It all sounds so terribly familiar
“What we are doing is necessary, it is legal and it is right.”
That’s cleared that up – Cameramong has decided it’s necessary and right, and someone has told him that it’s legal. As it was with Saddam Hussein I won’t shed a tear if Gaddafi’s eventual exit from this world has assistance, but fuck spare us from yet another self righteous arsehole in Number 10 explaining why what he sees as a personal moral obligation to commit British forces to action is “necessary, legal and right”.
On the other hand it also seems like my hyperbole of the other week wasn’t far off and that the British contribution has so far been little more than lobbing submarine launched Tomahawks. There’s talk of Tornados and Typhoons, presumably operating from Malta, respectively destroying Gadaffi’s air defences and “patrolling” the skies over Libya, but a quick search of the interwebs (okay, Wikipedia) finds that the Tornado GR4 has a combat range of only 1,390 km and the much newer Typhoon is no better when configured for the same ground attack role or for air defence with a 10 minute loiter time. That works out to be about this much:
Which means if he’s serious Cameramong must use tanker aircraft as well, and you can be sure the Libyan air force will want to hit those if they can. So I guess that means some more aircraft to defend the aircraft refuelling the aircraft that are actually going to attack something. Cameramong still hasn’t got a operational aircraft carrier, by which I mean a carrier with any aircraft of its own, though even if he had kept the recently retired Harriers they’d have to be refuelled in the air too, and even then the carrier would probably need to be quite closer than it’d like to the Libyan coast. And of course all this presupposes aircraft being allowed to fly from Malta, and if I were the Maltese I’d be telling him respectfully but firmly to fuck off. If Gadaffi is still standing when the bombing and rebellion are over then Britain is safer from reprisals (not counting the terrorist kind) than Malta will be.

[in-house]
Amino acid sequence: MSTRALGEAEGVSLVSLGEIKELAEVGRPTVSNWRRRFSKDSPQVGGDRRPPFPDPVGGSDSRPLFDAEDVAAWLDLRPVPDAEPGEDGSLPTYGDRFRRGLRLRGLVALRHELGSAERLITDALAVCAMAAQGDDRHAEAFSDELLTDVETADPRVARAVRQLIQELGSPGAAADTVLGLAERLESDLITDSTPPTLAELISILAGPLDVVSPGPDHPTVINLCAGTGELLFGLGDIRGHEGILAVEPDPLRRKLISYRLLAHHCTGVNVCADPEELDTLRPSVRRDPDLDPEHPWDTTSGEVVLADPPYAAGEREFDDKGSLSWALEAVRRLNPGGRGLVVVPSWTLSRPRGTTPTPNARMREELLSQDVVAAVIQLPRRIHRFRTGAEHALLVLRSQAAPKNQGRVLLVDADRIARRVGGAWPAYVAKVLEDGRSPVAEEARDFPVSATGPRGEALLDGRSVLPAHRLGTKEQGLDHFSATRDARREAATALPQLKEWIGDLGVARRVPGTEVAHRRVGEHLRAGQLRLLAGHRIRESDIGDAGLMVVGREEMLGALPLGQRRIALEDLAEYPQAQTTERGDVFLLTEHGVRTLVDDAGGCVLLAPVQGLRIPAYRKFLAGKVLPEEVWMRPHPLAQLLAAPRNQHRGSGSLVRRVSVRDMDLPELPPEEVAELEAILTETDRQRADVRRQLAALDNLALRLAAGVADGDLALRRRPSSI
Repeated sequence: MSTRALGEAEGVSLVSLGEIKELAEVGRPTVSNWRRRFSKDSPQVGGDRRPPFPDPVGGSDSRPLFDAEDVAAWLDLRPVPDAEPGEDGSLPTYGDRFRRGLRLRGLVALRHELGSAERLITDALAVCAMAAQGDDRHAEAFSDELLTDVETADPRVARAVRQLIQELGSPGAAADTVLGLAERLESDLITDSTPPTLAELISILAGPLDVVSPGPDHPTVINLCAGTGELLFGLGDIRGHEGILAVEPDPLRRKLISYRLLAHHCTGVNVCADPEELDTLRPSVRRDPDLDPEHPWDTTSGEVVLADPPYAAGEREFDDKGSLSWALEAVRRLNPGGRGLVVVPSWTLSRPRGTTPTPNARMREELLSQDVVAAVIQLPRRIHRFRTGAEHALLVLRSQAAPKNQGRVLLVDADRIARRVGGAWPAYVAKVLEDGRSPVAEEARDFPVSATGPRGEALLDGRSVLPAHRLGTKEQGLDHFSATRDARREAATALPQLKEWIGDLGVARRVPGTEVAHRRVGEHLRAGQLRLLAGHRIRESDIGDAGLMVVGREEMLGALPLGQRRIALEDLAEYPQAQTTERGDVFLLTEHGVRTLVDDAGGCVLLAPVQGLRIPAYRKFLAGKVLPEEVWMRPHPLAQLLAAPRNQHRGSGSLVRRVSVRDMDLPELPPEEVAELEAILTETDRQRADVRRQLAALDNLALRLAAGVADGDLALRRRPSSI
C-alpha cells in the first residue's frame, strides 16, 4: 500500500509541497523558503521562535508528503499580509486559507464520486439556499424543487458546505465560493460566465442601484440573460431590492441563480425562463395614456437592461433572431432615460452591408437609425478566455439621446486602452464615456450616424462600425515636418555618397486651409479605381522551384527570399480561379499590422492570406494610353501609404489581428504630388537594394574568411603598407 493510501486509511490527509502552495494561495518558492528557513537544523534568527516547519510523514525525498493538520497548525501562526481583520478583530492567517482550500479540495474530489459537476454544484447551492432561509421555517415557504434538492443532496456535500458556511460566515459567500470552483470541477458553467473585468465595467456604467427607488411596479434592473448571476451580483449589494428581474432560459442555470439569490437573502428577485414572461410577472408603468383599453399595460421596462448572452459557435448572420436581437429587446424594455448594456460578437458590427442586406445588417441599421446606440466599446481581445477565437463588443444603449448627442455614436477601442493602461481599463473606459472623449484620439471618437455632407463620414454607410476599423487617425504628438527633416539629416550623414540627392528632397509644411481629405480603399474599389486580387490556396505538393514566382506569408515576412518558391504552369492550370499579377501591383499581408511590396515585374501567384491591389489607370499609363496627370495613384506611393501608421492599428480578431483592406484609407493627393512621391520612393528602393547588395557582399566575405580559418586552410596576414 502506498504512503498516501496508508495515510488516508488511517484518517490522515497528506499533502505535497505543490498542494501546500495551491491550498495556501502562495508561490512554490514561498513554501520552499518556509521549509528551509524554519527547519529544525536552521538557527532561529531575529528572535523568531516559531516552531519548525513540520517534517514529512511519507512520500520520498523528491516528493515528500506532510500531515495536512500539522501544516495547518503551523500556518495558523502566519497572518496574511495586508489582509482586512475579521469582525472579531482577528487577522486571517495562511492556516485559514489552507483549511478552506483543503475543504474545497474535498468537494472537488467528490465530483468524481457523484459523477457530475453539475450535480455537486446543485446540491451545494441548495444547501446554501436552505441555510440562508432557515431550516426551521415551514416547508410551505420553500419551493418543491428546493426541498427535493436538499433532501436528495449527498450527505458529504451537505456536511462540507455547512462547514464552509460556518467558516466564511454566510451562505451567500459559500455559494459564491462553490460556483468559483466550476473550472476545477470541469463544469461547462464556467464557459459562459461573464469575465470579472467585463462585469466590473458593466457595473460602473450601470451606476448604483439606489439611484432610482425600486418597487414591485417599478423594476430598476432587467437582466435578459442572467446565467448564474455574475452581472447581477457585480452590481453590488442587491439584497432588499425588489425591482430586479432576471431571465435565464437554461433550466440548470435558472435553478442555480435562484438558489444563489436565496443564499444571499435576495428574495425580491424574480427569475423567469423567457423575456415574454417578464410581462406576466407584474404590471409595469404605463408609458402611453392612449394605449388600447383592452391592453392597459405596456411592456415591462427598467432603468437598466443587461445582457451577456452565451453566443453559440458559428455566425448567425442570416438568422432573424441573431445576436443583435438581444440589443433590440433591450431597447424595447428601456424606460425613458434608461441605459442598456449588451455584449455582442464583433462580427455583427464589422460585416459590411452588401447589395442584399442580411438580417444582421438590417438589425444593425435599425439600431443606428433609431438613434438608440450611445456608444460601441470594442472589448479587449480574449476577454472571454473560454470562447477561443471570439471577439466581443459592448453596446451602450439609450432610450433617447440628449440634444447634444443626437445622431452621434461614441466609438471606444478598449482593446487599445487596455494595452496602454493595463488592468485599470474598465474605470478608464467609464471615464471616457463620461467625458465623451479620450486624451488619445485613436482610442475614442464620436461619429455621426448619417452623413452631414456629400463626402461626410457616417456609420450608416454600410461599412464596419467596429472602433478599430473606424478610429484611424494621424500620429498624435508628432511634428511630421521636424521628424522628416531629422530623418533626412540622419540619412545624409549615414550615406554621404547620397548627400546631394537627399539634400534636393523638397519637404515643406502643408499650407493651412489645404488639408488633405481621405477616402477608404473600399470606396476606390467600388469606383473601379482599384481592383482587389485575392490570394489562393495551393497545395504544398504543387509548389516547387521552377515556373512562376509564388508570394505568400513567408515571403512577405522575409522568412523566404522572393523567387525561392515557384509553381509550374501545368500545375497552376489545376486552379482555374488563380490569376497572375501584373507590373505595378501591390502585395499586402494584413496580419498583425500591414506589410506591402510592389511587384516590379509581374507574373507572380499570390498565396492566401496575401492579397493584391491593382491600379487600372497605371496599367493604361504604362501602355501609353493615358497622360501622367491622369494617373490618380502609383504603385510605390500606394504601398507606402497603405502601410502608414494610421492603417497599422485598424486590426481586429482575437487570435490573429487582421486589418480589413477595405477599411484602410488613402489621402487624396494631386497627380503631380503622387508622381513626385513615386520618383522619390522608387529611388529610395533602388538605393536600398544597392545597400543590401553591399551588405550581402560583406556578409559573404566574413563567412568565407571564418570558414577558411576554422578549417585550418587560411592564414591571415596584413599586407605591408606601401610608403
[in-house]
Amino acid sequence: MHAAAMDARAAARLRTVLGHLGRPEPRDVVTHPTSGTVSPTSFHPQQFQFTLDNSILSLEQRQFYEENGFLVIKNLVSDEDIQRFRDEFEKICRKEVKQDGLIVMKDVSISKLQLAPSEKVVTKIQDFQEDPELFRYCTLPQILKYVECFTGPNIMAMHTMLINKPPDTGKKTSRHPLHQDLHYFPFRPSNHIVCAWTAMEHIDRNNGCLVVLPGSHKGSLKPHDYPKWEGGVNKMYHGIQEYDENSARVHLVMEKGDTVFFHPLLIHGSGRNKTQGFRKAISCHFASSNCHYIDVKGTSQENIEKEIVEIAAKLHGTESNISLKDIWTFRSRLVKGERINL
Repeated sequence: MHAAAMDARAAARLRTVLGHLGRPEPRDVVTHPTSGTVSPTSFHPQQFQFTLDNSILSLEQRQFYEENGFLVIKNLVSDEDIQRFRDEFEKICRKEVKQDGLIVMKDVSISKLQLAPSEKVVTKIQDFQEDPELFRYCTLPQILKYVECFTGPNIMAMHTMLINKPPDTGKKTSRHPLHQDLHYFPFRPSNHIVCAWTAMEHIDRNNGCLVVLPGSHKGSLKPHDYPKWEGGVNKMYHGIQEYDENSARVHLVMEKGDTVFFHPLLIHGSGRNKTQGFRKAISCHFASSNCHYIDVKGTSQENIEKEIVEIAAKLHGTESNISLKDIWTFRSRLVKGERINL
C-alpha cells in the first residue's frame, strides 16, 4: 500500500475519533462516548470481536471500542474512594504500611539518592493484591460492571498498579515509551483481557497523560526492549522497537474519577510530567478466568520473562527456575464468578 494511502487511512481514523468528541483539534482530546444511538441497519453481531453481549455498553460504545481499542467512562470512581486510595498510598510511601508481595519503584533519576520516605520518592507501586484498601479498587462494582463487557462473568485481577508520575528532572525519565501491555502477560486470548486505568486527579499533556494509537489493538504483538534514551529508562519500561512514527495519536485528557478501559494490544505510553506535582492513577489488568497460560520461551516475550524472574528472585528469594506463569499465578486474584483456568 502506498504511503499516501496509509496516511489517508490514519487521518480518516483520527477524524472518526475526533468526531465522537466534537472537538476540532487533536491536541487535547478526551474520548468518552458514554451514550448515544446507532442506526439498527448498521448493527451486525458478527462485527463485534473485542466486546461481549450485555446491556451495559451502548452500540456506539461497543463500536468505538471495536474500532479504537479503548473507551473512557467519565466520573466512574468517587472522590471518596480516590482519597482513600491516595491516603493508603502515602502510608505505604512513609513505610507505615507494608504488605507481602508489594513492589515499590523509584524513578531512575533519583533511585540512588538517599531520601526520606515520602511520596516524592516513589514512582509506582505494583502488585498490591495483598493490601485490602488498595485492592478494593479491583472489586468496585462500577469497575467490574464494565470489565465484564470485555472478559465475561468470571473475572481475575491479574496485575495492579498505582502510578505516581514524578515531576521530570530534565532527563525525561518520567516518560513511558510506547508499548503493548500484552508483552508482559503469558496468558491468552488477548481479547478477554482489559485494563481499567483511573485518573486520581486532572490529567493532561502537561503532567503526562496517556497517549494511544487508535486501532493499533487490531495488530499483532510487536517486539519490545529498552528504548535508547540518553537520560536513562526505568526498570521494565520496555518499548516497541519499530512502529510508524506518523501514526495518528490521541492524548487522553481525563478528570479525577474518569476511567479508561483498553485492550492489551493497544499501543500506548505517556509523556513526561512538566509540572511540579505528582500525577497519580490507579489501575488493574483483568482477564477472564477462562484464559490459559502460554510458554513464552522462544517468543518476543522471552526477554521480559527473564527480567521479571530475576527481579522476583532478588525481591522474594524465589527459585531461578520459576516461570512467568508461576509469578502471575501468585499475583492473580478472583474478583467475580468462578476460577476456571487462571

So Royal Navy Tomahawks it is, at least for the time being. And Britain should probably be proud of being able to contribute even that much. The way the country’s finances are and the strange priorities that the Cobbleition has for cutting expenditure while not actually making any inroads at all into cutting the national debt mean that Britain’s contribution to the wars of the next decade will probably be the Army Catering Corps turning up with sandwiches for the French and Americans.